I was really excited for this one. Gayle Forman's previous novels have been full of lyrical prose and stunning emotion, and I couldn't wait to get my hands on her latest work so that I could go through the emotional ringer again.
And, although the novel is far from perfect, in the end I was not disappointed.
The first half of Just One Day relies on a sort of reverse Manic Pixie Dreamgirl, which I will call Free-Spirited Player Dude. Our high-achieving, unadventurous, unsatisfied, safe and unassuming heroine Allyson meets Free-Spirited Player Dude, who has been travelling for two years, doesn't believe in love, and seems to have girls in every port. He inspires her to go on a spontaneous, one day only trip to Paris, where she attempts to learn how to be spontaneous, bold and free spirited herself.
It's not as cliched as it sounds, and the writing is excellent, but I couldn't get rid of the sense that this was a tale where the sexy bad-boy teaches our heroine how to be less uptight (and she, in turn, will probably distract him from his bad-boy player ways).
Turns out I was wrong.
The second half of the novel is far superior. After her just-one-day, Allyson goes off to college, where she's deeply unsatisfied trying to be the person that everyone expects her to be. Forced to be pre-med by her parents, losing touch with her life-long childhood friend back home and unable to connect with her roommates, she sinks into depression and feels completely lost. And then, in a bid to save her grades and her sanity, she signs up for an unorthodox Shakespeare class, and begins the journey of discovering, for herself, who she really is and who she wants to be.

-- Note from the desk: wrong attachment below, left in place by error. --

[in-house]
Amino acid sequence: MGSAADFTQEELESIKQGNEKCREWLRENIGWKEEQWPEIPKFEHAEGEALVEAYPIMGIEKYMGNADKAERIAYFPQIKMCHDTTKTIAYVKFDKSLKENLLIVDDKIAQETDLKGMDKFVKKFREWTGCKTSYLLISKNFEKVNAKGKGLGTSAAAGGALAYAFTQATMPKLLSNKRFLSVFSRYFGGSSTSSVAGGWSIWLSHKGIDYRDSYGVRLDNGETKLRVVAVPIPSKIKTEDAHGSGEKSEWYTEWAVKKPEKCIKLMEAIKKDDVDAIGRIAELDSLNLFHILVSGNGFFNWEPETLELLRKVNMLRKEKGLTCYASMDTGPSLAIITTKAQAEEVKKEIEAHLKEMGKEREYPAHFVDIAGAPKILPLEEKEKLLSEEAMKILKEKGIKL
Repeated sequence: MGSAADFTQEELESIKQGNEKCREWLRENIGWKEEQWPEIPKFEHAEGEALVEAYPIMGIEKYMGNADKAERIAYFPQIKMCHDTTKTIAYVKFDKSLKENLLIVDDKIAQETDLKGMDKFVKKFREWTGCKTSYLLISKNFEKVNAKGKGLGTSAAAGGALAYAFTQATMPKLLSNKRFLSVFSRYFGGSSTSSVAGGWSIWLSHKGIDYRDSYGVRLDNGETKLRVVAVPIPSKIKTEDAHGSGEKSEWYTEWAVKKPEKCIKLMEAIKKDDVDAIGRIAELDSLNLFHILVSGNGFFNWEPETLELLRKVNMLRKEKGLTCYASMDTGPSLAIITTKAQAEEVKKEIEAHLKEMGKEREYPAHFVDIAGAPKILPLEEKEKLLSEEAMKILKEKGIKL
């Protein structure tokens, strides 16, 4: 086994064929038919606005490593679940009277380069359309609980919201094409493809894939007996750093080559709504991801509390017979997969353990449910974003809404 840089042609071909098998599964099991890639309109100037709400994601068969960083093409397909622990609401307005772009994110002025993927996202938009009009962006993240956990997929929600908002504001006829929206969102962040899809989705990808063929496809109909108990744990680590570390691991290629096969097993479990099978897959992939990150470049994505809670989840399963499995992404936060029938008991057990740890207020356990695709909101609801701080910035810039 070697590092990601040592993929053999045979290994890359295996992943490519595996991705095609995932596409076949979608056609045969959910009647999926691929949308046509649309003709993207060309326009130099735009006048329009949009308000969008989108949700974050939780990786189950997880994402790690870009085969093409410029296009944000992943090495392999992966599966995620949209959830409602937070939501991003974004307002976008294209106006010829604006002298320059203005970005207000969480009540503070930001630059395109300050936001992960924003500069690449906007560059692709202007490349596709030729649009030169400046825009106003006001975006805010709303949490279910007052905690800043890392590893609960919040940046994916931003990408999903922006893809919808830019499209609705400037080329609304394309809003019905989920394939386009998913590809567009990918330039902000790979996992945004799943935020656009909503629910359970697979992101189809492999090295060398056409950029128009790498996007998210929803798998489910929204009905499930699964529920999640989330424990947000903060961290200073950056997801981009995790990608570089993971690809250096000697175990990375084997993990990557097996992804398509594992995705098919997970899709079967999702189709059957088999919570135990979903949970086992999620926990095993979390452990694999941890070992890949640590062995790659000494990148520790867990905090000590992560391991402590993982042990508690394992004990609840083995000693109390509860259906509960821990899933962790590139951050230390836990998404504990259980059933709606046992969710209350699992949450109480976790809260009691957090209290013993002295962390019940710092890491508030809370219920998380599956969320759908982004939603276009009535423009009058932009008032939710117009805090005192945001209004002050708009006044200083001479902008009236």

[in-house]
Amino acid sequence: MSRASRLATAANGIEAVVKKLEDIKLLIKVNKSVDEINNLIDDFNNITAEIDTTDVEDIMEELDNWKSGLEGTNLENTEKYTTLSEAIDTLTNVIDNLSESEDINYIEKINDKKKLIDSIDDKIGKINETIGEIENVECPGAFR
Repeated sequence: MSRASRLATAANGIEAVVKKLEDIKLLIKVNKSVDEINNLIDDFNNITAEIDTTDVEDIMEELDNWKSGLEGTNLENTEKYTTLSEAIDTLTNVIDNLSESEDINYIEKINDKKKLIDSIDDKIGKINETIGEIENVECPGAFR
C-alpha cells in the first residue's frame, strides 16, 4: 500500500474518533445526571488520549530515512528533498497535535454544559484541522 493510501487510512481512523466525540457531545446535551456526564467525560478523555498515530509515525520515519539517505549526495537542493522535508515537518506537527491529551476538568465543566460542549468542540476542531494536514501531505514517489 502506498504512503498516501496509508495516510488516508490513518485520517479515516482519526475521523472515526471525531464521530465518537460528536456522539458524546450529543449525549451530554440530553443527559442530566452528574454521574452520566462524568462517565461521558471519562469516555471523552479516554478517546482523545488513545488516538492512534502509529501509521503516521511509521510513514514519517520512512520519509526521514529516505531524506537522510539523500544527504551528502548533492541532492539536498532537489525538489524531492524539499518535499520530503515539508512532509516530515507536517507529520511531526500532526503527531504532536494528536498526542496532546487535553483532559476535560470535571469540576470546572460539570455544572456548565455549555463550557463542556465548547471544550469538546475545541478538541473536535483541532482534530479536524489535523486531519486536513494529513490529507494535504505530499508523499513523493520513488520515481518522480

Focussed on identity, performance, and the need to forge your own personal space in the world, Just One Day is ultimately a refreshing, inspiring novel. Easy to read, easy to love, Just One Day will make you want to travel, take risks, and get out in the world to see what adventure might befall you. Definitely worth a read.